HBO series ‘The Last of Us’ providing huge revenue, employment boost as it films near Calgary this summer
The Calgary Film Centre is pictured in a file photo. Alberta’s film industry is projected to bring in $482 million this year. (CBC)
Alberta’s TV and film industry is projected to double this year with net production values of $995 million and an anticipated $482 million in spending to the province.
Wynonna Earp, Under the Banner of Heaven and a Fraggle Rock reboot are just some of the productions that have recently chosen to film in Alberta.
“We want those television series in particular to come into Alberta because television series is how you build out the industry. It’s year-over-year production. It’s not, kind of, that one, big hit movie,” Doug Schweitzer, the minister of jobs, economy and innovation, said.
Alberta’s Film and Television Tax Credit launched last January to offer eligible projects tax certificates of 22 or 30 per cent to help with the cost of production and labour.
The provincial government says the $482 million is coming from the 50 productions who have used it so far, and those projects will generate 9,000 jobs. That number is largely thanks to The Last of Us, an HBO series filming in the Calgary area this summer.
That series is the largest television production in Canadian history, representing more than $200 million in revenue for Alberta.
“The province’s enhanced film and television production incentive has also made it an especially attractive destination for HBO,” Jay Roewe, the company’s senior vice president of production and incentives, said.
HBO’s The Last of Us adaptation to shoot in Calgary area, starring Mandalorian, Game of Thrones actors
Industry estimates are that Alberta’s film and TV sector will double 2020 records this year, according to Keep Alberta Rolling, an industry-promoting non-profit.
“There’s kind of that critical mass moment that’s happening so that we can do more and train more people and and do bigger shows,” Brock Skretting, the head of advocacy for the group, said.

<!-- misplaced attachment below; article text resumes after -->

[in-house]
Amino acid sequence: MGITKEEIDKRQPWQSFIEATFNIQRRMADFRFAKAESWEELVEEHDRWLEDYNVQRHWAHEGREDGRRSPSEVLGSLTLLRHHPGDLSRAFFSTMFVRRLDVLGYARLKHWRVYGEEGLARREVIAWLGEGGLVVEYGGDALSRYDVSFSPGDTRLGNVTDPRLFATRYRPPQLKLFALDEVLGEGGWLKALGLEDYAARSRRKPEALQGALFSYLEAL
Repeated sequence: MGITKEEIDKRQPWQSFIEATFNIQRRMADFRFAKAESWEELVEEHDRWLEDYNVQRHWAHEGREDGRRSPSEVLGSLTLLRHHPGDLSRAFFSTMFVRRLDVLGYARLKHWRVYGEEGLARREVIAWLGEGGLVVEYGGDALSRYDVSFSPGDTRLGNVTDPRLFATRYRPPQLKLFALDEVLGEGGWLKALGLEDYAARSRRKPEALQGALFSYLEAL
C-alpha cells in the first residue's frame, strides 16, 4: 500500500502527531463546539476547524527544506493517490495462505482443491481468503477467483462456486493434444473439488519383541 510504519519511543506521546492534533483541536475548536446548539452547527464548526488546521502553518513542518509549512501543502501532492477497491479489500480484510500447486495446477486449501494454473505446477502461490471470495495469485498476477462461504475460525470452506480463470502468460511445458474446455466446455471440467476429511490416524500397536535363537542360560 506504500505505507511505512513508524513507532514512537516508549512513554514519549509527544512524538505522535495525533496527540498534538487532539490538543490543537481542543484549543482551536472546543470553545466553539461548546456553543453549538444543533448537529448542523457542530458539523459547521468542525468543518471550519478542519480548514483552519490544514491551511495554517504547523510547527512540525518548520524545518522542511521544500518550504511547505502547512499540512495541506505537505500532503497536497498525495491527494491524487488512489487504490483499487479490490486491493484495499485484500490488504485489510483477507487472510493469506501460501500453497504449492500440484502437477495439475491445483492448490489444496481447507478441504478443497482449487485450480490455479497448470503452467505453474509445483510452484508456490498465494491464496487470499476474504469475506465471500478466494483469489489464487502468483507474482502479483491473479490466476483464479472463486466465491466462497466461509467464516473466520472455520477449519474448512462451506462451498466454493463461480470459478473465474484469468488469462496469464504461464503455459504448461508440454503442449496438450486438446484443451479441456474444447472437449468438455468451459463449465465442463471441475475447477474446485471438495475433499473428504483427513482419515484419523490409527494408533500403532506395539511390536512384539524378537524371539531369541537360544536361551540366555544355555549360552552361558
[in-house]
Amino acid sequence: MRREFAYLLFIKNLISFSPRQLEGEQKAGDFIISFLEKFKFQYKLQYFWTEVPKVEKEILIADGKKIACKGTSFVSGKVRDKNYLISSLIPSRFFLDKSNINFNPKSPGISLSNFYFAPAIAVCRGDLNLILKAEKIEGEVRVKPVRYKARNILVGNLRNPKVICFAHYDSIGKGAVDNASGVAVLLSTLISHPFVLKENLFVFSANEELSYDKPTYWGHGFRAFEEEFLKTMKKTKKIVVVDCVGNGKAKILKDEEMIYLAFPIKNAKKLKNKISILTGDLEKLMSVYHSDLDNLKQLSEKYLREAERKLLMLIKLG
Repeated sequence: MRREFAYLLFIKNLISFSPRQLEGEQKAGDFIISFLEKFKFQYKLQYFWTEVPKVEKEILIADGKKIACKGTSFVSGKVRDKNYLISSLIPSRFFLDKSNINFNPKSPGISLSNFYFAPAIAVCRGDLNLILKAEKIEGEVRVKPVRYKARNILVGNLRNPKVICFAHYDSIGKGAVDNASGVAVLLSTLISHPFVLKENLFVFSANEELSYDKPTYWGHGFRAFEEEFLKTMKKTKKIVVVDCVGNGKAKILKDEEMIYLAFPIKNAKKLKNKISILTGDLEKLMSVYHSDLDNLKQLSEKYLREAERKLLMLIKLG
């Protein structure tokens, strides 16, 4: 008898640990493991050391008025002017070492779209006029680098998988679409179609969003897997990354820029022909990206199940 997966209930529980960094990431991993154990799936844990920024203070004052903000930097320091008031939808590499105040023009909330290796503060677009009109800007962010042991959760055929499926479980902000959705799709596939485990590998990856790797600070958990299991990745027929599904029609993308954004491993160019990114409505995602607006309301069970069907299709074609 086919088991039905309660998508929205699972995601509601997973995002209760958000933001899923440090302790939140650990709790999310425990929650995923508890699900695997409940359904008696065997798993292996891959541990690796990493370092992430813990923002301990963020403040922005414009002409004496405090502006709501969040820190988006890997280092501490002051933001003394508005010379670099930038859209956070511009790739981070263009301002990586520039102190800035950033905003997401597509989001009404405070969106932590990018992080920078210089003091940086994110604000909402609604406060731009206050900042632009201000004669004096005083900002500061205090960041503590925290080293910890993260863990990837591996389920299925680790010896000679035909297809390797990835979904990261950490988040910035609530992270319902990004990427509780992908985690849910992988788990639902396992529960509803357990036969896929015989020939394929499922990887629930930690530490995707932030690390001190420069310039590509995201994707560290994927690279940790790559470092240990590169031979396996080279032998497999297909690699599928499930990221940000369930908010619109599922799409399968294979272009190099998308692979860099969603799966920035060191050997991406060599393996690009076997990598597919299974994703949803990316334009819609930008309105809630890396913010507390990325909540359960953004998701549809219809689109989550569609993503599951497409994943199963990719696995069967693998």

“The expansion of the tax credit so far this year has resulted in [growth in] the size of shows that even will look because it makes economic sense. So you look at companies like HBO, companies like Disney making larger series and those are those are the big employers and the big money spends that can really develop an industry.”
The tax program was brought in after the UCP government cut the former NDP government’s film credit from 30 per cent to 22 per cent. This spring the province removed the $10-million funding cap for projects. The budget has $50 million set aside this year to be granted.
Schweitzer says that money could balloon if the industry continues its exponential surge.
“As expenses expands and grows, we want to make sure we listen to industry and can work with them to make it a success long term,” he said.
Lights, camera, action in Alberta: Film industry readies for booming year
Alberta will be removing isolation and contact tracing requirements for people who test positive for COVID-19 on Aug. 16. The minister says the province will support any health measures kept in place by individual studios, adding when he visits one next week he’ll be taking a rapid COVID test and wearing a mask.
“We want this industry to be successful and we’ll work with them with what they need to be comfortable with any other health parameters that they need.”
Schweitzer and Nate Horner, the associate minister of rural economic development, will be speaking about the industry at an announcement Tuesday.
Canada’s film industry is valued at around $3 billion, with Statistics Canada data showing that every $1 million in production spending in Alberta creates 13 jobs.